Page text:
For once, a Cleopatra’s nose explanation seems apposite. If anyone else but Lansley had become Health secretary, things would have been different. He brought with him the tablets of stone that he had carved as Conservative spokesman on health in opposition. Anyone who had read them should, in fact, not have been surprised by the White Paper published by Lansley within months of taking office. If even those of us who had read them were astonished by the White Paper, it was because we could not believe that the coalition government would be reckless enough to give him free rein. So the search for an explanation has to move beyond Cleopatra’s nose, to ask why the Cabinet sonambulated towards political disaster.
A variety of reasons have been given. In his study of the legislation, Nick Timmins puts much emphasis at the lack of political advisers with relevant expertise of the NHS and awareness of the political risks being run, particularly at No.10. Another explanation may well be that the new, inexperienced Cabinet Ministers were more anxious to book a place in the legislative programme for themselves than to risk retaliation by scrutinising the proposals of colleagues too closely: a phenomenon which will be all too familiar to anyone who has ever sat on an academic committee.
In any case, as I have already suggested, there was little to frighten anyone in the general themes of the proposed legislation. It was familiar stuff. The devil, it turned out, lay in the detail. It was no accident that opposition to the Lansley proposals was slow to mobilise and only gathered full force when the White Paper’s bland prose had been translated into a Parliamentary Bill. Until the cabinet papers become available, we can’t be certain about this, but it seems unlikely that Lansley’s proposals got the kind of detailed, critical scrutiny that Nye Bevan’s draft legislation got in 1945.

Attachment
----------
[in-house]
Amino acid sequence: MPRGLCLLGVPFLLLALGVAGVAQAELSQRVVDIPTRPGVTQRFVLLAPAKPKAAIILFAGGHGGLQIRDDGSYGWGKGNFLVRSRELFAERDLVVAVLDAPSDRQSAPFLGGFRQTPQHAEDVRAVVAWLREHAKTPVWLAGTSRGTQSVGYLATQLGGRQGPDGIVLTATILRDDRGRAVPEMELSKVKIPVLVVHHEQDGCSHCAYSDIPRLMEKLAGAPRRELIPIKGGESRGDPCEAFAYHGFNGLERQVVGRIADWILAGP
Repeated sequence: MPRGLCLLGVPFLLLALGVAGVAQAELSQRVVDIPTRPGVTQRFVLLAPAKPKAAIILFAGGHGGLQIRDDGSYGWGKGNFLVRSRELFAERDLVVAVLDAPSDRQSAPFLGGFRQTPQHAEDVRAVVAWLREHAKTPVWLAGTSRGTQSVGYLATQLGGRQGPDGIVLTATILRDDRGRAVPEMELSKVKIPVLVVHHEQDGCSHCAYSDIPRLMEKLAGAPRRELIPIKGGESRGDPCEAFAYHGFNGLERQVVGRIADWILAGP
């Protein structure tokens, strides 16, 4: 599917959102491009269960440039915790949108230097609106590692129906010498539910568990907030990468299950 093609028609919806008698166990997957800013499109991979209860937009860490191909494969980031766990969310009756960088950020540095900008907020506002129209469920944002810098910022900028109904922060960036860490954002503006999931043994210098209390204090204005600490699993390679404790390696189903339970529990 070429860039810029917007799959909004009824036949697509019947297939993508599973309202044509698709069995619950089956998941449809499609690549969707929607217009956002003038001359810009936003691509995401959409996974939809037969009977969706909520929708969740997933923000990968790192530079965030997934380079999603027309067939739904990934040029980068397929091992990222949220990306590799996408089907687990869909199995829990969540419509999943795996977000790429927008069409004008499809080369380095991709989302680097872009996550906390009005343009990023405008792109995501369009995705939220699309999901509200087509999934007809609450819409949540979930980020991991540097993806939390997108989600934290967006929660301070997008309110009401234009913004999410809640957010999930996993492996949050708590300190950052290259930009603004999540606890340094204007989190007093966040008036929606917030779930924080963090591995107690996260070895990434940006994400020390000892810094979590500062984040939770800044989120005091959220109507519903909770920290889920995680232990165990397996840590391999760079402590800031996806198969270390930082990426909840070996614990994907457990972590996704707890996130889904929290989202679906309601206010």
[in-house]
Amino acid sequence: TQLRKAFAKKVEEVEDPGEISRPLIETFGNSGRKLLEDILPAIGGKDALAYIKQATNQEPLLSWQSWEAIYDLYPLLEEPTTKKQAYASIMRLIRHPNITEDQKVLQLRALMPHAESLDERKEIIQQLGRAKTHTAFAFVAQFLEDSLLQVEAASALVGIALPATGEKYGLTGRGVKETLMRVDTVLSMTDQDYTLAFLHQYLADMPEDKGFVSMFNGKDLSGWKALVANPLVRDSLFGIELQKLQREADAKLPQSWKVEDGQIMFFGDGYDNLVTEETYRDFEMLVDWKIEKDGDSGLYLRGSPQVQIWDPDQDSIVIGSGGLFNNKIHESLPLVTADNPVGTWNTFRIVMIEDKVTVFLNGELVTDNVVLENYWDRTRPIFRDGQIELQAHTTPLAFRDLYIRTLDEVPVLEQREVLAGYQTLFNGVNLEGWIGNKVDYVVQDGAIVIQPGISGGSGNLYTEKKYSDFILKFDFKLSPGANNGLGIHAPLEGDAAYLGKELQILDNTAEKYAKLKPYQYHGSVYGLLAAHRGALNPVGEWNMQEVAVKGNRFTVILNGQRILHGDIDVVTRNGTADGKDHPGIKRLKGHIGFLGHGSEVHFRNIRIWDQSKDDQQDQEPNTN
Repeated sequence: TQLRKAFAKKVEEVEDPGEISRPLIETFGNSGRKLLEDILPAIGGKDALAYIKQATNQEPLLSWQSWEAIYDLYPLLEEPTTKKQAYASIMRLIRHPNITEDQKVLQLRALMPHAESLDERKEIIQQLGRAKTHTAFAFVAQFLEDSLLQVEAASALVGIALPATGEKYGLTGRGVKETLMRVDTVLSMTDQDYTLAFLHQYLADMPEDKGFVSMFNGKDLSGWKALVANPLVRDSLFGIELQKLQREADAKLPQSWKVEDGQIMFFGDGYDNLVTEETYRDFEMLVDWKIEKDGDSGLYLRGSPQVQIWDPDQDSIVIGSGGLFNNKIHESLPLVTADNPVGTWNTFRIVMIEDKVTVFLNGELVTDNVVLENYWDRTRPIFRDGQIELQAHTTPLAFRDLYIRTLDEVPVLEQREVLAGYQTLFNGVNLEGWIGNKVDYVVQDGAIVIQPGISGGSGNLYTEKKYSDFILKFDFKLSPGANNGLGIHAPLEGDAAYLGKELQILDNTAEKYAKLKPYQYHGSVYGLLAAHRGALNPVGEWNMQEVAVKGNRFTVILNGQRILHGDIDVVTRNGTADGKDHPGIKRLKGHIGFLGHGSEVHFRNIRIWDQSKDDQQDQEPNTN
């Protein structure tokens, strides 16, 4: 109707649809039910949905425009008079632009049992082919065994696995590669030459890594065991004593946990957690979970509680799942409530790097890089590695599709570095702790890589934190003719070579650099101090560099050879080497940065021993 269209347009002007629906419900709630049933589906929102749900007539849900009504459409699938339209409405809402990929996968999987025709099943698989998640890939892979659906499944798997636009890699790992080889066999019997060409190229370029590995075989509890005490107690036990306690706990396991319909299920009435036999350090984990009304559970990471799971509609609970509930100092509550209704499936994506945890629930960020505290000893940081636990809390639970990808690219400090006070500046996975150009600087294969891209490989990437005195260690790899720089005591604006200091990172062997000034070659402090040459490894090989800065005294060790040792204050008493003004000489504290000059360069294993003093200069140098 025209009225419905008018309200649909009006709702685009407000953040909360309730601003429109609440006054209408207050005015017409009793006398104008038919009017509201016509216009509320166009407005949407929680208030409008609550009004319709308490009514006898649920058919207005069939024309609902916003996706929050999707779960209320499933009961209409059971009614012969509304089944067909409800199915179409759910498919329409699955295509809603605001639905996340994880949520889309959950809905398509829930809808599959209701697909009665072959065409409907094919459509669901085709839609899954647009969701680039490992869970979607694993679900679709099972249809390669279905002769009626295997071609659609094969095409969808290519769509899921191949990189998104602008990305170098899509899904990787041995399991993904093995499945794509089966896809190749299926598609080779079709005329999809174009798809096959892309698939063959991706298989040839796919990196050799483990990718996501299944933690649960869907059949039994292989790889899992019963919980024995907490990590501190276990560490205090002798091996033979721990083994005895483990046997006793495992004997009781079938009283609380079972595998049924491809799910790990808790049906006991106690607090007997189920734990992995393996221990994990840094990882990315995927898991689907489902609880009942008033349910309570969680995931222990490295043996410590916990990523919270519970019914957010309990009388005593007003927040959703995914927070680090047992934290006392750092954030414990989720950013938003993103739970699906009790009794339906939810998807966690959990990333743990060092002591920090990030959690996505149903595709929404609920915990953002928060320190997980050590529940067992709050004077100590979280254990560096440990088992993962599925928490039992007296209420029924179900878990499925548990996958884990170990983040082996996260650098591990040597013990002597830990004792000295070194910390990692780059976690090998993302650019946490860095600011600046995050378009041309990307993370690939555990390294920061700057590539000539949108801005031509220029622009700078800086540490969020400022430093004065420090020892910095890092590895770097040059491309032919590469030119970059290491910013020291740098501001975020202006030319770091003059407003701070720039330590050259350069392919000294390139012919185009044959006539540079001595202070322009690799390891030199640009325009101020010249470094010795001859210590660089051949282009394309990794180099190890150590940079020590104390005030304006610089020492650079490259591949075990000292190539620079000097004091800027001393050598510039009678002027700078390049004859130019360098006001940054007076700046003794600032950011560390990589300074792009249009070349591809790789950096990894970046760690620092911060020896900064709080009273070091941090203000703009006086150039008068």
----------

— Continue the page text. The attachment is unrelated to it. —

But if Ministers lacked political nose, what about the civil servants? One of their roles has always been to warn ministers about the risks involved in proposed courses of action. What happened in this case? The Timmins study, drawing on interviews with those involved, concludes that the civil servants at the Department of Health did warn Lansley about the risks he was running, though the evidence is not wholly conclusive. What we cannot know is the tone of voice used: just how strongly did the civil servants try to hold Lansley back from his plunge into the political whirlpool? What we do know, however, is that the culture of the Department of Health is a can-do one. reputations are made not by writing sophisticated policy papers but by implementing unsophisticated policies, to exaggerate only a little.
This raises a larger point about the policy making process. The case of the NHS may be the most dramatic example of a policy fiasco in the history of the coalition Government but it is not the only one. There are plenty of others, from the proposed auction of national forests to the miscalculation of the cost of student loans. What this suggests is that the civil service, far from frustrating ministerial policy making ambitions, may be too accommodating of them. Decades of criticism, and emphasis on policy delivery rather than policy formulation, may have made civil servants all too ready to show their mettle by loyally carrying out policies that could well have done with more time in the Whitehall oven.
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Rudolf Klein, FBA, is Emeritus Professor of Social policy at Bath University. His books include studies of accountability, consumer representation and performance measurement. The seventh, updated edition of his The New Politics of the NHS will be published later this year.